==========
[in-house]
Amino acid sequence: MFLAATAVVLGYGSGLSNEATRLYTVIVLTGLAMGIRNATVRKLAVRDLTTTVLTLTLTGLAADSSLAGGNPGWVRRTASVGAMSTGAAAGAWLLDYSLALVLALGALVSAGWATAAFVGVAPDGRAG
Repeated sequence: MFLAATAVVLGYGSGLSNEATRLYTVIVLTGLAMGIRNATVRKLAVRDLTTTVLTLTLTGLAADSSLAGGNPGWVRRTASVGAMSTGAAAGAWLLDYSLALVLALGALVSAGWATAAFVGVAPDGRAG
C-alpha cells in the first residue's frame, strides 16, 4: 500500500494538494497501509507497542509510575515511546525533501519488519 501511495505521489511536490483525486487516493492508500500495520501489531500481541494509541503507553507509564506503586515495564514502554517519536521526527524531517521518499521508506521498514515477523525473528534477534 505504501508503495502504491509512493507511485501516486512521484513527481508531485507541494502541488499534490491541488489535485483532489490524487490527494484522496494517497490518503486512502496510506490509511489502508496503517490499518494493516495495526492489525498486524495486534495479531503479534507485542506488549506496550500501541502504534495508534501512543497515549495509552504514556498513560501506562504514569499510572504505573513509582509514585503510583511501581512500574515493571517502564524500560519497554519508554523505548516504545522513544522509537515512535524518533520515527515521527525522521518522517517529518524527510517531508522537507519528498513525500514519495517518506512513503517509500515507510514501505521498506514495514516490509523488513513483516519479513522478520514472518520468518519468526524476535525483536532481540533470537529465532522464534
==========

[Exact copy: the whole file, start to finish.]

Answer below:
[in-house]
Amino acid sequence: MFLAATAVVLGYGSGLSNEATRLYTVIVLTGLAMGIRNATVRKLAVRDLTTTVLTLTLTGLAADSSLAGGNPGWVRRTASVGAMSTGAAAGAWLLDYSLALVLALGALVSAGWATAAFVGVAPDGRAG
Repeated sequence: MFLAATAVVLGYGSGLSNEATRLYTVIVLTGLAMGIRNATVRKLAVRDLTTTVLTLTLTGLAADSSLAGGNPGWVRRTASVGAMSTGAAAGAWLLDYSLALVLALGALVSAGWATAAFVGVAPDGRAG
C-alpha cells in the first residue's frame, strides 16, 4: 500500500494538494497501509507497542509510575515511546525533501519488519 501511495505521489511536490483525486487516493492508500500495520501489531500481541494509541503507553507509564506503586515495564514502554517519536521526527524531517521518499521508506521498514515477523525473528534477534 505504501508503495502504491509512493507511485501516486512521484513527481508531485507541494502541488499534490491541488489535485483532489490524487490527494484522496494517497490518503486512502496510506490509511489502508496503517490499518494493516495495526492489525498486524495486534495479531503479534507485542506488549506496550500501541502504534495508534501512543497515549495509552504514556498513560501506562504514569499510572504505573513509582509514585503510583511501581512500574515493571517502564524500560519497554519508554523505548516504545522513544522509537515512535524518533520515527515521527525522521518522517517529518524527510517531508522537507519528498513525500514519495517518506512513503517509500515507510514501505521498506514495514516490509523488513513483516519479513522478520514472518520468518519468526524476535525483536532481540533470537529465532522464534